3. Don’t Overload On Email: It’s easy to get bogged down by endless email threads, so try to keep email communication to a minimum. Use chat tools like Slack or direct messaging instead.
    4. Use Project Management Tools: Using agile project management tools like Asana or Jira can help teams stay in sync and ensure that everyone knows what they need to do and when they need to do it. It’s also essential to be mindful of time zones when communicating with your remote employees. Respect their working hours and accommodate their time zone as much as possible.
    5. Feedback Sessions: Encourage feedback from remote employees, and respond to it promptly. This will help remote workers feel heard and valued.
    6. Create a Transparent Workplace: Foster transparency and open communication across the company. This means sharing information about the company’s plans, goals and the metrics you use to measure success. Remote employees must have access to the same information as in-office staff.

    By maintaining open communication with remote employees, you can ensure that everyone is working in sync, and concerns are addressed promptly.

    Recognizing achievements and contributions

    It can be challenging for remote workers to feel like they’re part of the team when they’re isolated from the day-to-day of the office. Recognition can help to bridge that gap, and it can go a long way in fostering a sense of loyalty, motivation, and commitment amongst remote workers. Here are some ways to recognize achievements and contributions:

    1. Public Recognition: Consider publicizing individual or team achievements through email, Slack channels or other communication channels. Doing this helps to foster a sense of community and encourages remote workers to celebrate each other’s successes.
    2. Rewards and Acknowledgments: Consider offering rewards or acknowledgments for excellent work, such as gift cards, extra time off, or public recognition.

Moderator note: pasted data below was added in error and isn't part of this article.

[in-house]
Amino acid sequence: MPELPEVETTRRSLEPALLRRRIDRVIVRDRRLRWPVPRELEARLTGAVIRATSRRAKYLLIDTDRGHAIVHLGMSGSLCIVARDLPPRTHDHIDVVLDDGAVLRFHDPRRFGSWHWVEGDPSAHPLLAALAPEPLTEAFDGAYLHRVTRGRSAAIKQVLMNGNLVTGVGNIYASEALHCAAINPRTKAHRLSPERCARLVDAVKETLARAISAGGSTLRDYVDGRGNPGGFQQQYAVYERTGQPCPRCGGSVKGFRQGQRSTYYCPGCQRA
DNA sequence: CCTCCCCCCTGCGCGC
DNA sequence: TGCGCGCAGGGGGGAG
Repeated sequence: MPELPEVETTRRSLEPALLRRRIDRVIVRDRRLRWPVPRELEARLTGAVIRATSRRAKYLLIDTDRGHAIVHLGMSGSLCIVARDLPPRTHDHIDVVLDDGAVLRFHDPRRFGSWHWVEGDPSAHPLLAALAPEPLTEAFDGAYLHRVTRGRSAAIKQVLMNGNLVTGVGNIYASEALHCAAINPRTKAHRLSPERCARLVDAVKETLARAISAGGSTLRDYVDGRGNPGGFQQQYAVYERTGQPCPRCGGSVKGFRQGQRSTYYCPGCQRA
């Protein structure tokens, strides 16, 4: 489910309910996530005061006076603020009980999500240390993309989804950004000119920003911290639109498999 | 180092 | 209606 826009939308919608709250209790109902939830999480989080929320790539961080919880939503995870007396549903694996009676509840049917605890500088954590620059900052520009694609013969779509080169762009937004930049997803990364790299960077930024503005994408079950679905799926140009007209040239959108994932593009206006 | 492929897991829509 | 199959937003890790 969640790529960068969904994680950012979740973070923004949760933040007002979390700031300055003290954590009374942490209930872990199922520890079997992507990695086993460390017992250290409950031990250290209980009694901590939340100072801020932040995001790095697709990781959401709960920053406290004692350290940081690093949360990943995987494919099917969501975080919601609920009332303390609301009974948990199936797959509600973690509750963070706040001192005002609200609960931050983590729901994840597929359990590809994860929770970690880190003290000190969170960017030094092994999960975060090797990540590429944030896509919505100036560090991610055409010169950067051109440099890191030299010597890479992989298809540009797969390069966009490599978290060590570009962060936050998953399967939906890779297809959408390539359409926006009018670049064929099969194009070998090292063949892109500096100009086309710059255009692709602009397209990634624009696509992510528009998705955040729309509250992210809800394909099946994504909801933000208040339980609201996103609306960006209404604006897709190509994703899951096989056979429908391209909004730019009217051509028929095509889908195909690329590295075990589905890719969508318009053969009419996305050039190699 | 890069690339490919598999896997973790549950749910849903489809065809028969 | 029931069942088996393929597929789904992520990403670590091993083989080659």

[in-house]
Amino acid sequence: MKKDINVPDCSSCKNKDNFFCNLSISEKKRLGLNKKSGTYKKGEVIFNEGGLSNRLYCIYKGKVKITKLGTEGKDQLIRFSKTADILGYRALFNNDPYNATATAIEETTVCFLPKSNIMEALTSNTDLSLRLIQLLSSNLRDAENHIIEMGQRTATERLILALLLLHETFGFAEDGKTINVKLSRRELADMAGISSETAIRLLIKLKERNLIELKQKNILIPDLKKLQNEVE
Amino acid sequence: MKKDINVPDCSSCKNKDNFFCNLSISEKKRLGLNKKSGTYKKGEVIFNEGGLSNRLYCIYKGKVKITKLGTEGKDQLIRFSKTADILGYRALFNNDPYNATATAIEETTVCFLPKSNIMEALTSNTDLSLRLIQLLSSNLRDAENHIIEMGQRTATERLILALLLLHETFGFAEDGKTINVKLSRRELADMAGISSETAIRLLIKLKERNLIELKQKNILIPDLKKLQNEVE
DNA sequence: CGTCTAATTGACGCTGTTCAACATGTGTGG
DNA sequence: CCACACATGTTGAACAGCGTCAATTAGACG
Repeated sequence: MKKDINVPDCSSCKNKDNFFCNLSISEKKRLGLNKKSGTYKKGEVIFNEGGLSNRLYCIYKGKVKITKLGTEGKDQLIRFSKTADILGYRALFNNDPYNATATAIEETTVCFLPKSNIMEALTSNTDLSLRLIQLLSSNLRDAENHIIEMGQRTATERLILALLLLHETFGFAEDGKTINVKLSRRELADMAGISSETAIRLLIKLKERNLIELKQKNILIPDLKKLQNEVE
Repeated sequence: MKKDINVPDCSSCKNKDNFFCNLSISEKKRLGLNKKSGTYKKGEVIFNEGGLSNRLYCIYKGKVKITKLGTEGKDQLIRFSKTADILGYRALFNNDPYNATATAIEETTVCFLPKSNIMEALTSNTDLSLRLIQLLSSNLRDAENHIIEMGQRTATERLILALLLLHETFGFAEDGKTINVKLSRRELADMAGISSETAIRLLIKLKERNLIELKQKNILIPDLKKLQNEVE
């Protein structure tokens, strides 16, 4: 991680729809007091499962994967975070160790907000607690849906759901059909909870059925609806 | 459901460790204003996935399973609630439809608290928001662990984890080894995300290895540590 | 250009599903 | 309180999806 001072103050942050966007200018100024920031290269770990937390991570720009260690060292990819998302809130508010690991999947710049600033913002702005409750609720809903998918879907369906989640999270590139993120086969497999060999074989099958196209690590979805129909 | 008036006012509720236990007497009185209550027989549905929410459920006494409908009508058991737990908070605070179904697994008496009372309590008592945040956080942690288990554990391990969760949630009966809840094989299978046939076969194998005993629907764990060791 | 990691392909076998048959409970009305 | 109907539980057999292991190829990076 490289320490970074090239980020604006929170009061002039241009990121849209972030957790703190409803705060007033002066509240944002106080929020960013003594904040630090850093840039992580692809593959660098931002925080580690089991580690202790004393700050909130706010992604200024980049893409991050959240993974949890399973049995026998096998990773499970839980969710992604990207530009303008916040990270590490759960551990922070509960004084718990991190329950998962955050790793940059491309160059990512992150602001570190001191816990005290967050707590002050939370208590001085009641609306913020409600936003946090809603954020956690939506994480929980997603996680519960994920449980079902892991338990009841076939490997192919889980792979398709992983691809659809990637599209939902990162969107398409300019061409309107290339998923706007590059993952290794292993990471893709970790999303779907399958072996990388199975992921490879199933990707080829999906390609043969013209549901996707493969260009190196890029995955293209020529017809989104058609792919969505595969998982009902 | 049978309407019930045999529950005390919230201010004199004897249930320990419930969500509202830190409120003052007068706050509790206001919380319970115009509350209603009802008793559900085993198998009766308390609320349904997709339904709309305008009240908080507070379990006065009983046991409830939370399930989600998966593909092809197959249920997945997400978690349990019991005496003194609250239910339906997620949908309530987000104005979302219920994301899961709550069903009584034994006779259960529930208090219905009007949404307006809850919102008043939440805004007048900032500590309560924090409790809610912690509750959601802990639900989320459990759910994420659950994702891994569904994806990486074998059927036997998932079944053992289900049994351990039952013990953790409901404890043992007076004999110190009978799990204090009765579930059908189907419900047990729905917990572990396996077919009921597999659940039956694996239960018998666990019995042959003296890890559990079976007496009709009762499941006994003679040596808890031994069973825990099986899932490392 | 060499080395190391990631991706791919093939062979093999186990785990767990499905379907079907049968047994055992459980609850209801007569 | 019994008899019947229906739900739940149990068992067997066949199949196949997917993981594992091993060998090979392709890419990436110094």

3. Celebrate Key Milestones: Acknowledge birthdays, work anniversaries, and other milestones with your remote team members.
    4. Encourage Personal Growth: Encourage remote employees to develop their skills and pursue professional development. They’re more likely to feel valued if they feel like their company is invested in their growth.
    5. Encourage Knowledge-Sharing: Encourage remote employees to share what they’re learning with the rest of the team. This can be done through group chats, virtual presentations, or articles.
    6. Invest In Online Learning: Consider investing in online learning platforms like LinkedIn Learning, Coursera or Udemy. This gives remote employees access to a wide range of courses to develop their skills.
    7. Offer Opportunities for Collaboration: Encourage remote workers to collaborate with their in-office peers, this may be on projects, contributing to online discussion boards or leading presentations together.
    8. Encourage Following Industry Thought Leaders and Influencers: Encourage remote employees to follow industry trends, leaders, influencers and participate in group forums to keep up-to-date with what’s happening in the industry.


    As remote work continues to grow in popularity, it’s vital for company leaders to develop strategies for building meaningful relationships with their remote employees. Creating a sense of community, open communication and recognition are all critical in cultivating a sense of trust, unity, and shared purpose amongst teams. Building and maintaining such relationships may be challenging, but with the right approach and effort, it is possible to create thriving and successful remote teams.

    In addition to the strategies mentioned above, leaders must remain open to experimenting with new approaches to build meaningful relationships with remote workers. As technology continues to advance, there will always be new tools and methods for supporting remote staff-adopting a growth mindset will go a long way in supporting a culture of experimentation that prioritizes remote workers’ well-being and job satisfaction.